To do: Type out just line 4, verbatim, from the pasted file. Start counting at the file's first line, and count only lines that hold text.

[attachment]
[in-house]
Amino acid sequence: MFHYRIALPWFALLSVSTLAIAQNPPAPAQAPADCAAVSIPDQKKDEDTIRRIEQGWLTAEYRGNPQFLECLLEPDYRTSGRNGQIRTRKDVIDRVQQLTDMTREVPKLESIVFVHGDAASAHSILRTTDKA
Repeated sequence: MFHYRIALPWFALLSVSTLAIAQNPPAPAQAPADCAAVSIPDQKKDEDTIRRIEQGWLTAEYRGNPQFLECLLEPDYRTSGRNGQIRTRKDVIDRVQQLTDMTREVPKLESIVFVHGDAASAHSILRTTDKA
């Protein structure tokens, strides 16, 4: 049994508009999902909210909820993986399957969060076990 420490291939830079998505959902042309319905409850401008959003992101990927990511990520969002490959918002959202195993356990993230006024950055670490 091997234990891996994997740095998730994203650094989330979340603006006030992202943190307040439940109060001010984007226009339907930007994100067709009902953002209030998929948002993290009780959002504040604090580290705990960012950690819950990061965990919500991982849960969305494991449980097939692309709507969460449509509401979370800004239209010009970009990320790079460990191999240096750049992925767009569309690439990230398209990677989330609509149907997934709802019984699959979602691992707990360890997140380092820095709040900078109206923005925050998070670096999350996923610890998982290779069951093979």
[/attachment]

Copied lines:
């Protein structure tokens, strides 16, 4: 049994508009999902909210909820993986399957969060076990 420490291939830079998505959902042309319905409850401008959003992101990927990511990520969002490959918002959202195993356990993230006024950055670490 091997234990891996994997740095998730994203650094989330979340603006006030992202943190307040439940109060001010984007226009339907930007994100067709009902953002209030998929948002993290009780959002504040604090580290705990960012950690819950990061965990919500991982849960969305494991449980097939692309709507969460449509509401979370800004239209010009970009990320790079460990191999240096750049992925767009569309690439990230398209990677989330609509149907997934709802019984699959979602691992707990360890997140380092820095709040900078109206923005925050998070670096999350996923610890998982290779069951093979």